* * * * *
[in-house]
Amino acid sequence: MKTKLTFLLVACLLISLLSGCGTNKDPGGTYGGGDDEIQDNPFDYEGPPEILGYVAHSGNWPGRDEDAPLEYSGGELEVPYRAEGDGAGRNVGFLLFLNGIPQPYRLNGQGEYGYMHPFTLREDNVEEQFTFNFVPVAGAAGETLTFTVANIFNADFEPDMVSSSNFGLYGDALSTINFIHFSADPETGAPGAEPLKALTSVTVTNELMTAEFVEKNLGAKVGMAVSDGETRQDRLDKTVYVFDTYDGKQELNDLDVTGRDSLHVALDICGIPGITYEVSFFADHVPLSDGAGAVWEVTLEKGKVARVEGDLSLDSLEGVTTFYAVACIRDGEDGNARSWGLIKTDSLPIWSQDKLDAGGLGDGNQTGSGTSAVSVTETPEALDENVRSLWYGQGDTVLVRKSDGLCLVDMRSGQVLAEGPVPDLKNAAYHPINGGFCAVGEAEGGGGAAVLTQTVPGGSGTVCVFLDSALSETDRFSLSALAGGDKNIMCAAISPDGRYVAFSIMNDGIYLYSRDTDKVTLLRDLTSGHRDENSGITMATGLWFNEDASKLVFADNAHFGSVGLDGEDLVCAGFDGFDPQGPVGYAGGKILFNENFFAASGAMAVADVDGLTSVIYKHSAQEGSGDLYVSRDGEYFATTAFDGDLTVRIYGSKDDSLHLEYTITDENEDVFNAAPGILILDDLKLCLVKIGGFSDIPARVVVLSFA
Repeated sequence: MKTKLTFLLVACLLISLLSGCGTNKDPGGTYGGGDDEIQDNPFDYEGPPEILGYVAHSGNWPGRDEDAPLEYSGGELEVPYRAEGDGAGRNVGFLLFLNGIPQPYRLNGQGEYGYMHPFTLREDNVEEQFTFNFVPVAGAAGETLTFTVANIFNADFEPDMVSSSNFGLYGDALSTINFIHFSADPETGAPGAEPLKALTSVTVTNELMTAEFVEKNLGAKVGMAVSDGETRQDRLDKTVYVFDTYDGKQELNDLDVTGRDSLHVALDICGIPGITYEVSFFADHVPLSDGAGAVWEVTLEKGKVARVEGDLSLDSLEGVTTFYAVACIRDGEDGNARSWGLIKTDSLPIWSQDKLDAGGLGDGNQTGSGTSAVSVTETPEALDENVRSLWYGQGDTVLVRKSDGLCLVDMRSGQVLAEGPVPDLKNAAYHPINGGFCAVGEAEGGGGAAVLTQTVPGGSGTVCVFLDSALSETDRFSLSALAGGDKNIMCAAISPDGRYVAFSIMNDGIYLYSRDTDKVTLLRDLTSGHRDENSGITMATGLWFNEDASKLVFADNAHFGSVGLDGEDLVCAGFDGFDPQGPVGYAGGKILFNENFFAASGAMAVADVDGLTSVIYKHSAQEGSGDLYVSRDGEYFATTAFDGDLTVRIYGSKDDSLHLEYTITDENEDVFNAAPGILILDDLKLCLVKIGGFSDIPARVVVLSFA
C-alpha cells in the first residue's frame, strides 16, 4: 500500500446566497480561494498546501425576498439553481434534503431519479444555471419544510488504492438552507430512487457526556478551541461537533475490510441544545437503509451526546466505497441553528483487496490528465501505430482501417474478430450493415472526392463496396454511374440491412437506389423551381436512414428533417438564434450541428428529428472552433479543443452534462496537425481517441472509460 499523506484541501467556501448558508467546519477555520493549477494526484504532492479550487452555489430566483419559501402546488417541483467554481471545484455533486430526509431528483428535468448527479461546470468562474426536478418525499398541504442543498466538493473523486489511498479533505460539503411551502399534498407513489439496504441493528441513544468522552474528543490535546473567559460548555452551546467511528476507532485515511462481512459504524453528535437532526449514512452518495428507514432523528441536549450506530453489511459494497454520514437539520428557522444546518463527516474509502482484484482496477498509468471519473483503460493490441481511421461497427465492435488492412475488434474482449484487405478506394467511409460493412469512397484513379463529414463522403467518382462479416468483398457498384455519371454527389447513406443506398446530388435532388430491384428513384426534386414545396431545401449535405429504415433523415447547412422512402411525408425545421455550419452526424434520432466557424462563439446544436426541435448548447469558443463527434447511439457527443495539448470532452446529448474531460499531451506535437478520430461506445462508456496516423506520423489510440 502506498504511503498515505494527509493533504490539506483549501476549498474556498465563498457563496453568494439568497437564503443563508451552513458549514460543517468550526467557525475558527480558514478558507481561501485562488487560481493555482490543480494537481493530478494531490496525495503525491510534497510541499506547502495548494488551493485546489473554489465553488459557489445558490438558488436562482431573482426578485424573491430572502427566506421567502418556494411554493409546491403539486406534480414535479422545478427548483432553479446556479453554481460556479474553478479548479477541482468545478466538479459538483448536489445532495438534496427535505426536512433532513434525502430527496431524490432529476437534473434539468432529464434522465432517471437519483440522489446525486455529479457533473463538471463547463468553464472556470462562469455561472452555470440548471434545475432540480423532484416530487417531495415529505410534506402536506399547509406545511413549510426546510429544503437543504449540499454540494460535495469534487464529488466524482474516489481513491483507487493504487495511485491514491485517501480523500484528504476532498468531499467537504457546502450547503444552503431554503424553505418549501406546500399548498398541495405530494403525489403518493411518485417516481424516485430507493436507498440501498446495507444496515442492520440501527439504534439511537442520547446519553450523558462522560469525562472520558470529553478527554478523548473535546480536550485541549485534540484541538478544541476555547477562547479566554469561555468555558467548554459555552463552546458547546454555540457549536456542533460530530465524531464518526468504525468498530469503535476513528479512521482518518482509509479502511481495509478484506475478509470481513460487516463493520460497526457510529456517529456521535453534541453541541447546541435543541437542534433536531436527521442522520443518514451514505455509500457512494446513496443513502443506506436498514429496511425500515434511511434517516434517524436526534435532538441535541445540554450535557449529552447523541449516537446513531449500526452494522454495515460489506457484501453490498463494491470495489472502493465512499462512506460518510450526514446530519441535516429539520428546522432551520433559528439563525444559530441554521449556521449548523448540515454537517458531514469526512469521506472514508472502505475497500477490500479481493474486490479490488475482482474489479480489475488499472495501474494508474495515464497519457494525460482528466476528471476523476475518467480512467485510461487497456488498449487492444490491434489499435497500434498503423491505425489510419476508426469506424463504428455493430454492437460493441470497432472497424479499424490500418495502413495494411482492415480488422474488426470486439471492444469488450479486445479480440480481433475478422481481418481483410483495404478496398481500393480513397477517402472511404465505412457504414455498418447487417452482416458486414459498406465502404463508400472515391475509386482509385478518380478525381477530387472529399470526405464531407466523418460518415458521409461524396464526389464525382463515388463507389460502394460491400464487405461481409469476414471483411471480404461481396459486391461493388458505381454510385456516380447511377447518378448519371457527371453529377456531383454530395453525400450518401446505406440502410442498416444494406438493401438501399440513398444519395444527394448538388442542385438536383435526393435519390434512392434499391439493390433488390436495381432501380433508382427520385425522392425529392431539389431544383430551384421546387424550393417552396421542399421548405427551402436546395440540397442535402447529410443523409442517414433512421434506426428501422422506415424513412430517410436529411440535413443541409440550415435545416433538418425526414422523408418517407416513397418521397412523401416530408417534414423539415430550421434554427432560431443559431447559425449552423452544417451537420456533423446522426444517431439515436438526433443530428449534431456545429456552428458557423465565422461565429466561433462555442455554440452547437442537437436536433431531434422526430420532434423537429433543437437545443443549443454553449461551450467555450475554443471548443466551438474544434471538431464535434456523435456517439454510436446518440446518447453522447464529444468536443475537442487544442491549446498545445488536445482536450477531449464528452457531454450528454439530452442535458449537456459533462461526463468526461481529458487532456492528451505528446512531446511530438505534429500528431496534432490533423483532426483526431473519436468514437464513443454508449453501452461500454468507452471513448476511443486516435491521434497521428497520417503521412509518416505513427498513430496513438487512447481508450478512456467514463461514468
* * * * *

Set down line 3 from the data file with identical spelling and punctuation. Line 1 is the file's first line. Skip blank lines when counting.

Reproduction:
Repeated sequence: MKTKLTFLLVACLLISLLSGCGTNKDPGGTYGGGDDEIQDNPFDYEGPPEILGYVAHSGNWPGRDEDAPLEYSGGELEVPYRAEGDGAGRNVGFLLFLNGIPQPYRLNGQGEYGYMHPFTLREDNVEEQFTFNFVPVAGAAGETLTFTVANIFNADFEPDMVSSSNFGLYGDALSTINFIHFSADPETGAPGAEPLKALTSVTVTNELMTAEFVEKNLGAKVGMAVSDGETRQDRLDKTVYVFDTYDGKQELNDLDVTGRDSLHVALDICGIPGITYEVSFFADHVPLSDGAGAVWEVTLEKGKVARVEGDLSLDSLEGVTTFYAVACIRDGEDGNARSWGLIKTDSLPIWSQDKLDAGGLGDGNQTGSGTSAVSVTETPEALDENVRSLWYGQGDTVLVRKSDGLCLVDMRSGQVLAEGPVPDLKNAAYHPINGGFCAVGEAEGGGGAAVLTQTVPGGSGTVCVFLDSALSETDRFSLSALAGGDKNIMCAAISPDGRYVAFSIMNDGIYLYSRDTDKVTLLRDLTSGHRDENSGITMATGLWFNEDASKLVFADNAHFGSVGLDGEDLVCAGFDGFDPQGPVGYAGGKILFNENFFAASGAMAVADVDGLTSVIYKHSAQEGSGDLYVSRDGEYFATTAFDGDLTVRIYGSKDDSLHLEYTITDENEDVFNAAPGILILDDLKLCLVKIGGFSDIPARVVVLSFA